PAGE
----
Q – Should I be concerned about my child's reading difficulties? Does this mean that my child has a learning disability?
A – Children take different paths while learning to read. For some children, learning to read seems effortless while others struggle. Children develop differently, but there is a typical or usual path of development. Many students struggle with learning at some point during their development, but most will catch up with little extra practice and/or individual attention. However, as a parent, you are right to be concerned if your child appears to be having difficulties, especially if s/he seems frustrated.
The ability to read is a fundamental skill for success in life. Most children who become poor readers experience early and continuing difficulties in learning how to accurately, or identify printed words. These students may have problems with sounding out unfamiliar words, and with developing a sight vocabulary of words, which they are able to read fluently and automatically.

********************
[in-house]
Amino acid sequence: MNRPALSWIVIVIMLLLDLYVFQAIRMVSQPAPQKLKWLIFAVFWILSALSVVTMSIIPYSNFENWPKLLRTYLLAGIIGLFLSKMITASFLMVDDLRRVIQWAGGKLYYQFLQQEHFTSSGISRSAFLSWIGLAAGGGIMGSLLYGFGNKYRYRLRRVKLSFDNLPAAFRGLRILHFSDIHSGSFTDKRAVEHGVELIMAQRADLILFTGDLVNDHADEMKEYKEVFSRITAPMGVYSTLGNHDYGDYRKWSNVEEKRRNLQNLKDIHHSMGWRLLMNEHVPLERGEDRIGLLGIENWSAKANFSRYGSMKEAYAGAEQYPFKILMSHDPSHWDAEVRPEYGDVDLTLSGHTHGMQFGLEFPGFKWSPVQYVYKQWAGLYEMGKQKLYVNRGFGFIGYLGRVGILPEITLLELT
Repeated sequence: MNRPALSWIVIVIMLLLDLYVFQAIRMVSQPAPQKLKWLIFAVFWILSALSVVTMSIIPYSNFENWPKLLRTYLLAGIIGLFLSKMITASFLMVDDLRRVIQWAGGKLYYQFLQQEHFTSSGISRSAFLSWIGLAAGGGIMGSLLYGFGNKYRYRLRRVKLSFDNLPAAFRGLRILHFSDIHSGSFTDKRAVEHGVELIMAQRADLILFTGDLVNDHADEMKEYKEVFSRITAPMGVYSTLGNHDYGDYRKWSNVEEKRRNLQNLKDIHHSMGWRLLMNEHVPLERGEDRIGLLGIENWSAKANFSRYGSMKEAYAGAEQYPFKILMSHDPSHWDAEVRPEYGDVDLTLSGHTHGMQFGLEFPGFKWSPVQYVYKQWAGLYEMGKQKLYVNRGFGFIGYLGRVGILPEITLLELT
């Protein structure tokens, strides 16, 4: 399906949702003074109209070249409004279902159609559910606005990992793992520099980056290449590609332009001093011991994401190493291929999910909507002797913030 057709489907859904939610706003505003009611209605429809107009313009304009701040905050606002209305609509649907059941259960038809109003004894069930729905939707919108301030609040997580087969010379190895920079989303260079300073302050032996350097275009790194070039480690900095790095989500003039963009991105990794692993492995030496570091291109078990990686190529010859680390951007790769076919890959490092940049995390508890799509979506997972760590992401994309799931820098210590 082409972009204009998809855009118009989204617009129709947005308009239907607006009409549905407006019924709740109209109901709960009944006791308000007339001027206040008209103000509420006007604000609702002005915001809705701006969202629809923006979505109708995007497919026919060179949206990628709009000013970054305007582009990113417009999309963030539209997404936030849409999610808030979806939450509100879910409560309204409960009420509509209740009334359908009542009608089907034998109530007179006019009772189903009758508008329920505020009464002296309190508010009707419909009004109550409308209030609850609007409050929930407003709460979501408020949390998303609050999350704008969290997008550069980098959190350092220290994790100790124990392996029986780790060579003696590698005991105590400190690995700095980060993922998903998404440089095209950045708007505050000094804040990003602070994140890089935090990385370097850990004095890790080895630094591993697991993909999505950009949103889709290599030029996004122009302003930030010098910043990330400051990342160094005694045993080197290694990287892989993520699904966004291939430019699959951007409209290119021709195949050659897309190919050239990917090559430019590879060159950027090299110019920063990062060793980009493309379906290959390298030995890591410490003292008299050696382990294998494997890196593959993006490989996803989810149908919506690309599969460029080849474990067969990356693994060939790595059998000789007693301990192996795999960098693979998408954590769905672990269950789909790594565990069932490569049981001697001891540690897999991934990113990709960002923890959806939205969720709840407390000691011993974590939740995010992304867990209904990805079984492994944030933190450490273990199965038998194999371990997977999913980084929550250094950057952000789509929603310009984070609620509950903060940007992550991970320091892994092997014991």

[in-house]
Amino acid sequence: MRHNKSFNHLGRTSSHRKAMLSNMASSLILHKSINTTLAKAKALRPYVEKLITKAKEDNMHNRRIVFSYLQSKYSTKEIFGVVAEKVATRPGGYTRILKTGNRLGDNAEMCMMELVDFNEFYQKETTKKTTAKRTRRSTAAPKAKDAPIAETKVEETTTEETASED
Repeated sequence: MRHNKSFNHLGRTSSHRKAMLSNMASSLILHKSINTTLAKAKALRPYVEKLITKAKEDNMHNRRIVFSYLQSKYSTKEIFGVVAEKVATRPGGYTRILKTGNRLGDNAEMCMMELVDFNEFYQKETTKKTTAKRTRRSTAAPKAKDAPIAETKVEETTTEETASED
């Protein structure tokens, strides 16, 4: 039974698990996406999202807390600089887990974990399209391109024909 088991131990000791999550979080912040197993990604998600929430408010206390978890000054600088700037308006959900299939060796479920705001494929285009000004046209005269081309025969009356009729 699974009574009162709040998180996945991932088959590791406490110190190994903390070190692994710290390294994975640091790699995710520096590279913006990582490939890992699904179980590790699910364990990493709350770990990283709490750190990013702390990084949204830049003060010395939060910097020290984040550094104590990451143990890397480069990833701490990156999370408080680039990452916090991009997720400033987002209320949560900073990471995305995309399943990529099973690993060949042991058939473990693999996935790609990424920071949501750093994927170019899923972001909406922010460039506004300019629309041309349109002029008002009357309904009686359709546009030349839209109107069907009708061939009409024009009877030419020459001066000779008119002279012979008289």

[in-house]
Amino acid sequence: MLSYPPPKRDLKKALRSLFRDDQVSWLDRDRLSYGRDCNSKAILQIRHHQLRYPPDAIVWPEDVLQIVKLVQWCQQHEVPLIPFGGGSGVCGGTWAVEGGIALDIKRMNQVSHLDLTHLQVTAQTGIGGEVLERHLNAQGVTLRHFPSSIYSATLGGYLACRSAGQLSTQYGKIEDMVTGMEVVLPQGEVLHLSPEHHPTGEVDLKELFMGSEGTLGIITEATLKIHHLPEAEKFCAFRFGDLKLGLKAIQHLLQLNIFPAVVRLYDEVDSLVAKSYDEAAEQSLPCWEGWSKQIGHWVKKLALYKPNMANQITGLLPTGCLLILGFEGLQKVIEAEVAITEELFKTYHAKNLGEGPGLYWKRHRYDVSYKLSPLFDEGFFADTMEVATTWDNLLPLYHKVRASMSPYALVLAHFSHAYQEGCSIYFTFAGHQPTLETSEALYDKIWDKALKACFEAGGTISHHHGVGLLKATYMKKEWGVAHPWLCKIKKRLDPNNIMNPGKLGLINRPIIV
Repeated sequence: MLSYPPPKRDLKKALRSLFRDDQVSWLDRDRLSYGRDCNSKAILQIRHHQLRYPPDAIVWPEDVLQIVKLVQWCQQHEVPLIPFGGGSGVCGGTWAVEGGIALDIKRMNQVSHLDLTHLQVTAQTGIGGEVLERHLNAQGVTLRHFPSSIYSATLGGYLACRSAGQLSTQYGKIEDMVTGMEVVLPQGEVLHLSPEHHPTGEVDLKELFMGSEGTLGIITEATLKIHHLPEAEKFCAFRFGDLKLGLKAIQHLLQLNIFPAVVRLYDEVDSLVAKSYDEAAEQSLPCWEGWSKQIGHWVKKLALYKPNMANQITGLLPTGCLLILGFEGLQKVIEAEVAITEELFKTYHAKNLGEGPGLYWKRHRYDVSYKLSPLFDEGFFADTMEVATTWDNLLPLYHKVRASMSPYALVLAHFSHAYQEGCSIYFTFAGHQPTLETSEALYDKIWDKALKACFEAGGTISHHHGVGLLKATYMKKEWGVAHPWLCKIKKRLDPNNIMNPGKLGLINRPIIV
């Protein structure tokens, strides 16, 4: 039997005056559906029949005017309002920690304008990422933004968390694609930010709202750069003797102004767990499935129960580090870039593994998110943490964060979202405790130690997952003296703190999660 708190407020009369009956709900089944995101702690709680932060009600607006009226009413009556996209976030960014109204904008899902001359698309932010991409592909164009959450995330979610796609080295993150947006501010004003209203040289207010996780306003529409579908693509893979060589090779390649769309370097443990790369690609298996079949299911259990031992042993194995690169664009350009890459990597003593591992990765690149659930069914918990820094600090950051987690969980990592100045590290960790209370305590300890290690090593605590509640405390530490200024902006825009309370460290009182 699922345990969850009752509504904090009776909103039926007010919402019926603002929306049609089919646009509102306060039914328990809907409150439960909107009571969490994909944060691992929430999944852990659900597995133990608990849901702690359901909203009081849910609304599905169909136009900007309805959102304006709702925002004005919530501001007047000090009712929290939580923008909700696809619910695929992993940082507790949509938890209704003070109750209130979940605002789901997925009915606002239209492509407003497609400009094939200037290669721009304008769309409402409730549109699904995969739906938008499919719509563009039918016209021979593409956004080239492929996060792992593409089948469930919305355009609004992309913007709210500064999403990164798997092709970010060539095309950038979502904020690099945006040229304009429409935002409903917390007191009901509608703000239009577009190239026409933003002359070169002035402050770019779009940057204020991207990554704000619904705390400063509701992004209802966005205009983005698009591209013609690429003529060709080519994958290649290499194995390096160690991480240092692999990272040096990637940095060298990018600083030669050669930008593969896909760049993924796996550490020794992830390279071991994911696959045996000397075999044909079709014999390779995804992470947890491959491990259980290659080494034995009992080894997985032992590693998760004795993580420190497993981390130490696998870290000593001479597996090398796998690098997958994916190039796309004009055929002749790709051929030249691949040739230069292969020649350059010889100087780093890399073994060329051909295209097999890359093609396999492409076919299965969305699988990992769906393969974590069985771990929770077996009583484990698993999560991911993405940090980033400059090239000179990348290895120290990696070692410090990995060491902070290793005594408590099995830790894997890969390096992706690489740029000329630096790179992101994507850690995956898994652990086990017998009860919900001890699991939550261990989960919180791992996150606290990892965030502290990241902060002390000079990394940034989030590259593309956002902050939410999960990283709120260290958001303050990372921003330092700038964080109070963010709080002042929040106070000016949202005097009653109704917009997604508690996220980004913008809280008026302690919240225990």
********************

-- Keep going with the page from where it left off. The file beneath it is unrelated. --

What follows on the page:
If you are concerned, you should begin by observing your child for signs of struggles with reading and talk to his/her school teacher. As a special education attorney, I can assist parents by requesting to the school that the student be assessed to determine whether s/he qualify for special education services in order for the student to fully benefit from the general curriculum.
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